That's What She Said

dpicchiophotos:

I had my boyfriend who smokes use matches for a few days instead of a lighter and record the date and time and whatever he was thinking about while smoking. 
It’s funny that he quit smoking a few weeks after this project. 

dpicchiophotos:

I had my boyfriend who smokes use matches for a few days instead of a lighter and record the date and time and whatever he was thinking about while smoking. 

It’s funny that he quit smoking a few weeks after this project. 

(via thisroguechild)

This sentence has five words. Here are five more words. Five-word sentences are fine. But several together become monotonous. Listen to what is happening. The writing is getting boring. The sound of it drones. It’s like a stuck record. The ear demands some variety. Now listen. I vary the sentence length, and I create music. Music. The writing sings. It has a pleasant rhythm, a lilt, a harmony. I use short sentences. And I use sentences of medium length. And sometimes, when I am certain the reader is rested, I will engage him with a sentence of considerable length, a sentence that burns with energy and builds with all the impetus of a crescendo, the roll of the drums, the crash of the cymbals—sounds that say listen to this, it is important.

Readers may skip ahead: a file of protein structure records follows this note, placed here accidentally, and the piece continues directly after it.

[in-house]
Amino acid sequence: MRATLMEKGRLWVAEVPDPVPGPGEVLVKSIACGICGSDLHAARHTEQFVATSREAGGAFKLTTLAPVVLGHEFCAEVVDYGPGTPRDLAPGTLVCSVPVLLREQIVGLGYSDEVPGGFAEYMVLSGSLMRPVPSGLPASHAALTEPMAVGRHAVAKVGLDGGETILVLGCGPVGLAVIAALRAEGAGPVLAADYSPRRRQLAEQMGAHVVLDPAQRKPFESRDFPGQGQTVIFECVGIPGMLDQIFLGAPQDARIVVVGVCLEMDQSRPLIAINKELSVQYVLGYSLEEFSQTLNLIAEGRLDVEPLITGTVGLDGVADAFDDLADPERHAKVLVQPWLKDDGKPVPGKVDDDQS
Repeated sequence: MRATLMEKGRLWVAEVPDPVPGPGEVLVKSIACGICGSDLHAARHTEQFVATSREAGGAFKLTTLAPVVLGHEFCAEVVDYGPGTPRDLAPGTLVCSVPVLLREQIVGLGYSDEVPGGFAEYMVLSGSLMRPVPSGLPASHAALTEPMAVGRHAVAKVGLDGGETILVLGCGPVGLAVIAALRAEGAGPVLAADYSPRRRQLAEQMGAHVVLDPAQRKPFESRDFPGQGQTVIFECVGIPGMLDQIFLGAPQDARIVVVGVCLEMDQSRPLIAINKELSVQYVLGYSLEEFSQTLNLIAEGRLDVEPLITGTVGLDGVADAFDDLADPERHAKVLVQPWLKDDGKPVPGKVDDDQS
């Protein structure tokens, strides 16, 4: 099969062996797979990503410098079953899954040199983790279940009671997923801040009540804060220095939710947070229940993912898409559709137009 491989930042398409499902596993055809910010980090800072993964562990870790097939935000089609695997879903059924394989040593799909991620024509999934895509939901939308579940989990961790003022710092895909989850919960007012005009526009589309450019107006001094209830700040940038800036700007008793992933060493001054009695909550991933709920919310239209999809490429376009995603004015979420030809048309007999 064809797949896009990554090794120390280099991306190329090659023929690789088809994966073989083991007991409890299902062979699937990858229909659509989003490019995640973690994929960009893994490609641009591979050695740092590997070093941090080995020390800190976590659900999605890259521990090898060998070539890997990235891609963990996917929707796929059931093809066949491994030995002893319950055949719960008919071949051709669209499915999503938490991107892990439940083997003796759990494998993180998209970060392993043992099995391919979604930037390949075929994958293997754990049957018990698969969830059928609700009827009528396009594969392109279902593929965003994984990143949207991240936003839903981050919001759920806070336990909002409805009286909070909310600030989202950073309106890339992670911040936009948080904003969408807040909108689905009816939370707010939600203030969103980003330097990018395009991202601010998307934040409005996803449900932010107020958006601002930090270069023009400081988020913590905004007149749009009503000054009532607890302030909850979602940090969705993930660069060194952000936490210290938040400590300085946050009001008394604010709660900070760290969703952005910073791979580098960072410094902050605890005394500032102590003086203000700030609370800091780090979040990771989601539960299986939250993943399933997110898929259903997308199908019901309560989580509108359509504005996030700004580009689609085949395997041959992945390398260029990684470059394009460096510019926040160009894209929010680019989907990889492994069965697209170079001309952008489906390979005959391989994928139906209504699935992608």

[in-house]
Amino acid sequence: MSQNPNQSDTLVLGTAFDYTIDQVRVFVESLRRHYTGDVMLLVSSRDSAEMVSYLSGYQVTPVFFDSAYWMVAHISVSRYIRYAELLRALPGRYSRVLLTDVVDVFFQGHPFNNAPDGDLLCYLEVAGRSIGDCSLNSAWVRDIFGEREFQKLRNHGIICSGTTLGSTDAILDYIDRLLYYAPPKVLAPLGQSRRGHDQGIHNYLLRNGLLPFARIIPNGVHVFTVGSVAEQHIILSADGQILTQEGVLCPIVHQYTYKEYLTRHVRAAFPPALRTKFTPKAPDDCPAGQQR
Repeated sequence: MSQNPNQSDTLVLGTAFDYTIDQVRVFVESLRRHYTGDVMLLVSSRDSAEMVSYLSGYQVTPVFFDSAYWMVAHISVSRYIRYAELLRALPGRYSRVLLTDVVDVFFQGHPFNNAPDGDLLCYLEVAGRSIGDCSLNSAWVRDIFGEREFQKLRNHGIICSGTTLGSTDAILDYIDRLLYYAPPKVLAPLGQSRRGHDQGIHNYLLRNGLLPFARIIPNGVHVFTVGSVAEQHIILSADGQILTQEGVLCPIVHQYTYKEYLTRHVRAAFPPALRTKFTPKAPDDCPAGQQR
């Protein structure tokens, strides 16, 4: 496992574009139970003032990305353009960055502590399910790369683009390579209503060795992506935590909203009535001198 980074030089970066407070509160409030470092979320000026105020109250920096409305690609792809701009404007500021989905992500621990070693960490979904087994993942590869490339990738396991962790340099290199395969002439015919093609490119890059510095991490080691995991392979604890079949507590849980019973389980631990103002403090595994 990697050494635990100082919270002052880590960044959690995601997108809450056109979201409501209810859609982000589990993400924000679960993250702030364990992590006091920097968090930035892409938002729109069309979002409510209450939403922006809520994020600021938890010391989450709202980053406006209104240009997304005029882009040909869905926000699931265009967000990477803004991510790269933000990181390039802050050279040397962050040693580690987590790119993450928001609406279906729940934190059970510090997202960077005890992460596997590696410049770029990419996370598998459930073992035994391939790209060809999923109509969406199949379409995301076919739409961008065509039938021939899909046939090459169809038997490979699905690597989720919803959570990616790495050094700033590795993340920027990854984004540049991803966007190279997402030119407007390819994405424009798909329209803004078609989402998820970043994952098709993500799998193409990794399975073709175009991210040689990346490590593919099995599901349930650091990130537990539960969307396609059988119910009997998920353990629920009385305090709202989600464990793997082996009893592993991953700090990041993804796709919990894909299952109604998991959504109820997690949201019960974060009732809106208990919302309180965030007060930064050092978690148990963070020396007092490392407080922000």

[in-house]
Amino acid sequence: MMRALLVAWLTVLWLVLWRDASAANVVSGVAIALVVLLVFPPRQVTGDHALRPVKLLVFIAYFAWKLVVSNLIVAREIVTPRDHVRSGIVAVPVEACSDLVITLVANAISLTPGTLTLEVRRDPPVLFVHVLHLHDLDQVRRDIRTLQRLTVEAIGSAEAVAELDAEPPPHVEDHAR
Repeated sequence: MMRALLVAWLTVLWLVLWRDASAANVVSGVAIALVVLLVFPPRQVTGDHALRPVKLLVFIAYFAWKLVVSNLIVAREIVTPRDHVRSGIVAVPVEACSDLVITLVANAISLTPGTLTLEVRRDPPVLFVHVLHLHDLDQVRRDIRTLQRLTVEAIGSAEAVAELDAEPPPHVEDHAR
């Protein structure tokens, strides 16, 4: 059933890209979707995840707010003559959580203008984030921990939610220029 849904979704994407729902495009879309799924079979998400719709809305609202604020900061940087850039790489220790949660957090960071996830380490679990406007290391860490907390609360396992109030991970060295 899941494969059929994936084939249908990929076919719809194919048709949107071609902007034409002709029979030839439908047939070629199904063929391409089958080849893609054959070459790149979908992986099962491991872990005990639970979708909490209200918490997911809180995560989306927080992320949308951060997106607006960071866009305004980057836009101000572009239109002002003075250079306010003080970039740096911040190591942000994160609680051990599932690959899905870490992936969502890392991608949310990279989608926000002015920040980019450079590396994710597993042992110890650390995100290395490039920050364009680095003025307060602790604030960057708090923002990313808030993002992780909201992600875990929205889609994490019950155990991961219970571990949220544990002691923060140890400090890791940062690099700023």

—Gary Provost (via ravenouswombats)

(Source: qmsd, via herkindoftea)

Iconic pop culture & cartoon characters illustrated as gruesome zombie by Albert F. Montoya

thoughtseries/6

in my eyes you are the greatest artist, for your existence alone is my favourite masterpiece

thoughtseries/6

in my eyes you are the greatest artist, for your existence alone is my favourite masterpiece

I had been putting out my eyes over the book of life, and finding nothing to reward me for my pains; but now that I can read it properly I see that it’s a delightful story.

—Henry James, The Portrait of a Lady